VALERIAN AND THE CITY OF A THOUSAND PLANETS is the visually spectacular new adventure film from Luc Besson, the legendary director of Leon, The Fifth Element and Lucy, based on the ground-breaking comic book series which inspired a generation of artists, writers and filmmakers.

In the 28th century, Valerian (Dane DeHaan) and Laureline (Cara Delevingne) are a team of special operatives charged with maintaining order throughout the human territories. Under assignment from the Minister of Defense, the two embark on a mission to the astonishing city of Alpha—an ever-expanding metropolis where species from all over the universe have converged over centuries to share knowledge, intelligence and cultures with each other. There is a mystery at the center of Alpha, a dark force which threatens the peaceful existence of the City of a Thousand Planets, and Valerian and Laureline must race to identify the marauding menace and safeguard not just Alpha, but the future of the universe.


A pretty enjoyable sci-fi adventure that takes an 'everything and the kitchen sink' approach to its story and special effects, stuffing the film with plenty of creatures, gadgets and MacGuffins whilst moving along at a frantic enough pace to take your attention away from any possible plot holes. It is also very much a film from the same director as The Fifth Element. Your enjoyment of this will very much depend on how you feel about that statement.

Dane DeHaan, usually perfectly cast as a quirky outsider, is slightly miscast here as the wise-cracking, maverick but noble hero but does his best. Whilst the much-maligned Cara Delevingne is actually very good as the co-lead. Ironically for a film where only the male lead's name appears in the title (unlike the original comics Valerian and Laureline), much is made of her character's desire to be considered an equal. I doubt the irony is intentional.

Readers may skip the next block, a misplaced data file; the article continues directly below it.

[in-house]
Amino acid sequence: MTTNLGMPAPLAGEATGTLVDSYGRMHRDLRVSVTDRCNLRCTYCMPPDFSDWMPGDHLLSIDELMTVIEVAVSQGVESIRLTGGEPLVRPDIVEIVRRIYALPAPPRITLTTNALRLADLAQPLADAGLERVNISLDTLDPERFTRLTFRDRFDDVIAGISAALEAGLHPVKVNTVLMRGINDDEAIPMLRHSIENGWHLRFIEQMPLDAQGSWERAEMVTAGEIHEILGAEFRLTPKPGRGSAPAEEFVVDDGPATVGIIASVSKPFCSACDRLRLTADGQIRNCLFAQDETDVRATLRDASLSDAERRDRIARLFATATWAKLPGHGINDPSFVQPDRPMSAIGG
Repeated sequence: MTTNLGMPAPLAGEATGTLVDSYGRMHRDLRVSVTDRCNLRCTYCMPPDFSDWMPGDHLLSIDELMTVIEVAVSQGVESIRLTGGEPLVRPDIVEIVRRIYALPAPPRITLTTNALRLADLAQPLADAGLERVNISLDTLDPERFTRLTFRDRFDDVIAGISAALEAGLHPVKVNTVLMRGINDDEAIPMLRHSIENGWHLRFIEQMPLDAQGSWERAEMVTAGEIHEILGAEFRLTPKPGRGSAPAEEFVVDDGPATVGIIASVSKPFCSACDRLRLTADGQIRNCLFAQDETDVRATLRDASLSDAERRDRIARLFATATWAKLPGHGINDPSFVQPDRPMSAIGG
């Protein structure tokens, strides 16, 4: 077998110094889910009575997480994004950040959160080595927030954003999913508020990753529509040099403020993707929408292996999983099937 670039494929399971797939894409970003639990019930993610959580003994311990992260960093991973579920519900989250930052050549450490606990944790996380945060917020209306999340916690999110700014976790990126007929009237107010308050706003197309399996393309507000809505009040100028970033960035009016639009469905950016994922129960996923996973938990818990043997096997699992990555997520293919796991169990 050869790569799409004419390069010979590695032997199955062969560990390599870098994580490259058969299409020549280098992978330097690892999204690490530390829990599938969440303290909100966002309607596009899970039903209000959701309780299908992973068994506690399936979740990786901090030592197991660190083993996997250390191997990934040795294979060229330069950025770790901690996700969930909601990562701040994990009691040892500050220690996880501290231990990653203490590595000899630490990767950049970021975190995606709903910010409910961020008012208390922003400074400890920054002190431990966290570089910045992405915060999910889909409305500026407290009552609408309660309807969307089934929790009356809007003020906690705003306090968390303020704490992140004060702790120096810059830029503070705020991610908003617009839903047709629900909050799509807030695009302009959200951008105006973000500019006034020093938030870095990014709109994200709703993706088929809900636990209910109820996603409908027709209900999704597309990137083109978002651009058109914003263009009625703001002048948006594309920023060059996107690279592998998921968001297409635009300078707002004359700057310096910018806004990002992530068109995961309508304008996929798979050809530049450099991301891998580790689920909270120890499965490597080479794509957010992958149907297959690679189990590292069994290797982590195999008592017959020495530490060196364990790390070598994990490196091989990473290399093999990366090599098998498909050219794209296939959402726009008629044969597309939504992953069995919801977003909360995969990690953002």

Clive Owen and Sam Spruell are fine in supporting roles, while Ethan Hawke is clearly having a blast in an over the top cameo as a flamboyant pimp.Even Rihanna is perfectly acceptable as a shape-shifting glam bot, despite the majority of her appearance involving a rather drawn out exotic dance.

Other notable cameos include Rutger Hauer, Herbie Hancock, John Goodman and French directors and previous Besson collaborators Louis Leterrier, Olivier Megaton & Mathieu Kassovitz. See, even the casting is indulgent.

On the whole the film seems forever on the brink of collapsing into an impenetrable mess but just about keeps things on track by virtue of rarely slowing down, despite only losing some steam towards the end. It's arguable that the film tries to do too much and not everything works, but a film overflowing with ideas is better than one with none. It's fair to say you'll probably not see something that manages to be both as extravagantly budgeted and idiosyncratically weird as this that often which makes this worth a look for that alone at least.

By Kevin Knapman

Valerian and the City of a Thousand Planets (12A)

2h 17m

Luc Besson
Starring: Dane DeHaan, Cara Delevingne, Clive Owen, Rihanna, Ethan Hawke

UK Release: Friday 4th August 2017

Valerian and the City of a Thousand Planets: "Who's the Clever One Now" Clip

Valerian and the City of a Thousand Planets: "Welcome" Clip